An MBA graduate of Baker University, Gary Rixson has served as a consultant with Lockton Companies since 2013. Gary Rixson also contributes to a number of nonprofits, including the United Way and Ronald McDonald House Charities (RMHC).
Dedicated to helping children with critical health needs and their families, Ronald McDonald House Charities is guided by the core values of accountability, child-focused care, diversity, and heritage. Founded in 1974, RMHC offers scholarships and grants in addition to its programs to provide accommodations like care mobiles and Ronald McDonald Family Rooms in more than 60 countries. With financial support and volunteers mainly from McDonald’s restaurants, the RMHC is able to fund and expand its programs, including what is perhaps its best-known program, the Ronald McDonald Houses.
Currently, the organization hosts more than 300 Houses throughout the world. Each location allows families to be near their children during medical treatment for little or no cost. Staffed by trained volunteers, they take the day-to-day burden of cleaning and meal-planning off of family members so they can focus on the medical needs of their child. Every Ronald McDonald House provides private bedrooms and play areas, home-cooked meals; while some of them also make educational, recreational, and support services available.
A consultant with Lockton Companies since 2013, Gary Rixson specializes in benefit communication and insourcing. In addition to his professional experience, Gary Rixson is an avid runner, and completed the 2012 Chicago Marathon.
Established in 1977, the Chicago Marathon is one of the largest such events in the United States. With a time limit of 6 hours and 30 minutes, the marathon now draws some 45,000 participants each year with goals to set personal best times or world records, or raise money for charity. The marathon’s 26.2 mile length is known for its flat, even course through 29 neighborhoods. It attracts almost 2 million spectators.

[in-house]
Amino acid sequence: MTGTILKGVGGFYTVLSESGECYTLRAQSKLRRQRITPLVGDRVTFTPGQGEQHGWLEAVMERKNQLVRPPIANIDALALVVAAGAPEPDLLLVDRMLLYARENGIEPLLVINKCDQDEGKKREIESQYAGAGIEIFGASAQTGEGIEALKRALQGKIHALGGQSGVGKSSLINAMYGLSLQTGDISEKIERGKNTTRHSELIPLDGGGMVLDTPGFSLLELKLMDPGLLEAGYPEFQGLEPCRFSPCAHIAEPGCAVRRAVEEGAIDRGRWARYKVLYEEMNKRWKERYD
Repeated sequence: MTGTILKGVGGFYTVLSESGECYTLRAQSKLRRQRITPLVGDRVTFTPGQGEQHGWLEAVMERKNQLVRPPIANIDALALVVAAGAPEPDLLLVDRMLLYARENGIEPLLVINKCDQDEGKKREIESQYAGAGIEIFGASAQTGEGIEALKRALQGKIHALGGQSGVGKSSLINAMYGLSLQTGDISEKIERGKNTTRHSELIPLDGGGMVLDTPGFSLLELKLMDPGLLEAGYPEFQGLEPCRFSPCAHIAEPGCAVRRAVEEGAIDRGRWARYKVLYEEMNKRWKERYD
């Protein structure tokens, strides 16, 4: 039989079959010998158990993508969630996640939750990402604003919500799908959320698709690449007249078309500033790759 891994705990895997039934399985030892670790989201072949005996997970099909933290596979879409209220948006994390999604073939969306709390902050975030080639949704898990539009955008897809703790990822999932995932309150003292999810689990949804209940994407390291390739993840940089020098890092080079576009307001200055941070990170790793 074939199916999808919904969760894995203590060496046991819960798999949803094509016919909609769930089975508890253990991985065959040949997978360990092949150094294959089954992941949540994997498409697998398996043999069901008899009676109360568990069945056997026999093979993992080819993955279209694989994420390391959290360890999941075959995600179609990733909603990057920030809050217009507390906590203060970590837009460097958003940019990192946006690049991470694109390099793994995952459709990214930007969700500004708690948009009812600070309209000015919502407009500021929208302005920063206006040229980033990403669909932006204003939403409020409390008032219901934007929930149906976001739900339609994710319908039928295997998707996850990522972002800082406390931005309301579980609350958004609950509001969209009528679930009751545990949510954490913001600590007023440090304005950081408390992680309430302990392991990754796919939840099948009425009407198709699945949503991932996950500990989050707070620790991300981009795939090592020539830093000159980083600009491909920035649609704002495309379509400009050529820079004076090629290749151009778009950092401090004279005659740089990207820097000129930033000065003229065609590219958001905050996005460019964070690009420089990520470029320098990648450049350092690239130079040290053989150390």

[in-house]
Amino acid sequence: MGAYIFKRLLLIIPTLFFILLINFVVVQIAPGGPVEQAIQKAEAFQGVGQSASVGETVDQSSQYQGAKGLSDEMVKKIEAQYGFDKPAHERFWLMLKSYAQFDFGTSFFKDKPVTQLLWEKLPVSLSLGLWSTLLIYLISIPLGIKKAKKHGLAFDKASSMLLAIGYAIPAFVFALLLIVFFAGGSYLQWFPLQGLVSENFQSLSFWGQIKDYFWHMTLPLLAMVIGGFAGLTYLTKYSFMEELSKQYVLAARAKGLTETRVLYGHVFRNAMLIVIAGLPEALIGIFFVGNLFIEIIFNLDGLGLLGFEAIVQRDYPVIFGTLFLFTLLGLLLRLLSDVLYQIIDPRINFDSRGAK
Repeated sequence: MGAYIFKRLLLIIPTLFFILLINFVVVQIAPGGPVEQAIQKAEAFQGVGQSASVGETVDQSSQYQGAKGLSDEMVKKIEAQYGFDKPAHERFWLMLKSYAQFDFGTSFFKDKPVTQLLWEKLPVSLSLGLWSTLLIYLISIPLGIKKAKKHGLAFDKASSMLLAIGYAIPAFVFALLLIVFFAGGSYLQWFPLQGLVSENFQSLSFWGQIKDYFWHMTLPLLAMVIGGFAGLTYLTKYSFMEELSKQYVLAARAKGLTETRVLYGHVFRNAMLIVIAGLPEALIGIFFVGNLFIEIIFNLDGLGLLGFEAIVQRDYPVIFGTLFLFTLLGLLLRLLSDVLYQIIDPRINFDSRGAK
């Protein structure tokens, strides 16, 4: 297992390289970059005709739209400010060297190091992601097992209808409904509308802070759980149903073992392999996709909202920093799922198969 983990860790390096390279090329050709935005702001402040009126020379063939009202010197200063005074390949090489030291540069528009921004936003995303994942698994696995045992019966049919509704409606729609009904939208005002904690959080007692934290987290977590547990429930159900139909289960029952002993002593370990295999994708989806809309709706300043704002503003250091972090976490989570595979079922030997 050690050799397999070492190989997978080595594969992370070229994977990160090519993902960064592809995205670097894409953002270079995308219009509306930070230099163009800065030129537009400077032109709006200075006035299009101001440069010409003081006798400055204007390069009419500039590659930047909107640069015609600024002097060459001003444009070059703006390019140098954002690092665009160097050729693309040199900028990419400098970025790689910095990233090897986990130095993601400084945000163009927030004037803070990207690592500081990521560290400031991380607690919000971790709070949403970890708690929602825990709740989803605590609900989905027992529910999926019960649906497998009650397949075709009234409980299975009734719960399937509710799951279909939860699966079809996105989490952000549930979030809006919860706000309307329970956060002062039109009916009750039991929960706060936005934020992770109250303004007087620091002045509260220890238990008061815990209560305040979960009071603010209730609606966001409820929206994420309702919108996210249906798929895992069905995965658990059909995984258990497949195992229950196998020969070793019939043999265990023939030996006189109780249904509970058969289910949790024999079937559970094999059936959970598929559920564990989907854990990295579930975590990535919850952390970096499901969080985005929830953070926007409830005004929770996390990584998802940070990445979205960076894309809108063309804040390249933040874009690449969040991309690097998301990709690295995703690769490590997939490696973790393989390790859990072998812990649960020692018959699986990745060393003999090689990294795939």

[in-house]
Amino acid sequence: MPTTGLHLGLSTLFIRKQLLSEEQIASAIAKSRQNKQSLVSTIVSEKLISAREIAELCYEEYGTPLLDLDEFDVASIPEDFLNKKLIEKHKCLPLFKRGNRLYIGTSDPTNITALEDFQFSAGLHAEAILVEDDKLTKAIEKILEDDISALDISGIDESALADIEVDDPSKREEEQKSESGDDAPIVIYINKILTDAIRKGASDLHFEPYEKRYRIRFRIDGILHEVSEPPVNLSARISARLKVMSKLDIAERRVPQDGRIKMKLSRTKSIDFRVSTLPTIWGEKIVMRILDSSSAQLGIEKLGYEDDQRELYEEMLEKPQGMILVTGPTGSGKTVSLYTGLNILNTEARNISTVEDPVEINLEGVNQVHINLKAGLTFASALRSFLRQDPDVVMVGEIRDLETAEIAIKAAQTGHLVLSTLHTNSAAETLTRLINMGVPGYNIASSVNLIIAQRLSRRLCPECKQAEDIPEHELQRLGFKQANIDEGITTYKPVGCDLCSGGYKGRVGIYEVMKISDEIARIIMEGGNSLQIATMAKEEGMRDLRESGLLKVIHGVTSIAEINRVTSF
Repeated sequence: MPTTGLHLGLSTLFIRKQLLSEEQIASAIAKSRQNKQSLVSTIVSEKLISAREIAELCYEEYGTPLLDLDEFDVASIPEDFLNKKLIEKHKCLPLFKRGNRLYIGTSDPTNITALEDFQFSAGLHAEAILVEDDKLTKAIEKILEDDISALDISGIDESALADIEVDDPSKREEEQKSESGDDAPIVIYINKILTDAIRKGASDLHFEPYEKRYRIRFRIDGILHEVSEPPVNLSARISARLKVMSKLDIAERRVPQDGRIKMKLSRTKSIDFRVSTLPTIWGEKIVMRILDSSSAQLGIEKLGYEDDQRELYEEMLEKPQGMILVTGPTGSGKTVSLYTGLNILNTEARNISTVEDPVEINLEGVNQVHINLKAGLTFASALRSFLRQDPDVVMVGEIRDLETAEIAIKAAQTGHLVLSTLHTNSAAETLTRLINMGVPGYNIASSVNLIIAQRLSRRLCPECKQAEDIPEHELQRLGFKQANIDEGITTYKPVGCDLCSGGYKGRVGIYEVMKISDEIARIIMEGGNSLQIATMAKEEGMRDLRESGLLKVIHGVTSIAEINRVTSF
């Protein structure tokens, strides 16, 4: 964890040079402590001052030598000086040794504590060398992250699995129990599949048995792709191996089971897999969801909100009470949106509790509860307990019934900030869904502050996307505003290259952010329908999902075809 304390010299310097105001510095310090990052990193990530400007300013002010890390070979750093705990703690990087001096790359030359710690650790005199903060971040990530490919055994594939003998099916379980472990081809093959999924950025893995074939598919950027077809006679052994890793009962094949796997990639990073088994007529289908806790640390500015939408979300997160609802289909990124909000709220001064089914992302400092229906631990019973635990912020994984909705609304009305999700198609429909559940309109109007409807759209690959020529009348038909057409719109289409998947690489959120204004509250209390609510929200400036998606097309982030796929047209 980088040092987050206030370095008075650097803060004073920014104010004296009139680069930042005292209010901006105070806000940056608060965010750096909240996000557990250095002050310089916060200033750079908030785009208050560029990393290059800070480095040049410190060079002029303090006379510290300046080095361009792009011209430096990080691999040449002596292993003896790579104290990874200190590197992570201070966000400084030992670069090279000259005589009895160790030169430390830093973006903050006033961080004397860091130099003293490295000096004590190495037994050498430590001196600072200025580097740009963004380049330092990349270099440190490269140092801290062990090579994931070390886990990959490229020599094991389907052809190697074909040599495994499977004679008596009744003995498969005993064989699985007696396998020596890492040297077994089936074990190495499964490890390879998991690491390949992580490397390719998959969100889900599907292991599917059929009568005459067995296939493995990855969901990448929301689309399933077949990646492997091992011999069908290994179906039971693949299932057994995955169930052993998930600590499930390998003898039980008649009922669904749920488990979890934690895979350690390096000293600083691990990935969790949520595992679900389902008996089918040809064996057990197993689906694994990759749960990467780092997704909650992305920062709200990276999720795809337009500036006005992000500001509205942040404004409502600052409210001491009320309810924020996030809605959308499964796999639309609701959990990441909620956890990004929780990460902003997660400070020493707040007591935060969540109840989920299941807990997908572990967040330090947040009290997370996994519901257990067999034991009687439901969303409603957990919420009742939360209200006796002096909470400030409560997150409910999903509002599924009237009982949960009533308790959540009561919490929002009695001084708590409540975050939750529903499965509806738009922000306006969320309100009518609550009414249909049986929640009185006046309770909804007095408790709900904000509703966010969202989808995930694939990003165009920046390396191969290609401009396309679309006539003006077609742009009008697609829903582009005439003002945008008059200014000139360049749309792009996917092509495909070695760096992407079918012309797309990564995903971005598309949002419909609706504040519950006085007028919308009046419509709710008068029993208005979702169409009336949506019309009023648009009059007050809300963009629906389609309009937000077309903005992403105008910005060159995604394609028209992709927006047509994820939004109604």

In order to ensure a safe and fun marathon for everyone involved, participants must meet a number of qualifications, whether they are running individually or as part of a team for an officially selected charity. For instance, participants must be at least 16 years old when they run, and people 17 and younger must have their parents’ permission. Participants must also be able to complete the course within the time limit and follow the orders of officials, while conducting themselves in a sportsmanlike manner. Finally, participants can only wear their own bib numbers and timing devices to ensure fair, accurate finish times.
Gary Rixson, a consultant with Lockton Companies’ Benefit Communication Insourcing team since 2013, is a business development professional with more than 16 years of experience. An active runner for local charities, Gary Rixson has lent his support to various health-related organizations, such as the American Heart Association (AHA).
Heart failure plays a role in one out of nine deaths nationwide, and in light of a recent study predicting that the rate of new diagnoses will nearly double over the next 15 years, the AHA announced Rise Above Heart Failure, a national initiative to raise awareness of the potentially deadly condition and reduce hospitalizations by 10 percent in the next five years. With more than 870,000 new cases each year, heart failure is one of the most common heart-related diseases in the nation, and although there are ways to manage it, about half of those with heart failure die within five years of diagnosis.
Participating is as simple as pledging to add one heart-healthy change to one’s daily routine, capturing a photo of an individual or group forming a heart with their hands (aka a “heartie”), and sharing a post on social media with the tags #MyChangeofHeart and #RiseAboveHF.
For more tools and tips on preventing and living with heart failure, visit RiseAboveHF.org.
After spending 12 years with AT&T, Gary Rixson joined Lockton Companies in a consulting role. Beyond his work with the Benefit Communication Insourcing Division, Gary Rixson supports charitable organizations like the Wounded Warrior Project (WWP).
During each of the last five years, WWP has reached out to more than 21,000 members to compile the WWP Alumni Survey. The information gathered as part of the survey helps the organization to tailor its existing programs to better serve veterans while also establishing new WWP initiatives.
The survey covers topics ranging from common issues veterans of war face when returning home to the diverse assortment of injuries Wounded Warriors often live with. WWP began gathering information for its sixth annual WWP Alumni Survey in March. As a testament to how valuable past editions have been to the organization, survey coordinators have included incentives in hopes of encouraging more members to fill out this year’s survey.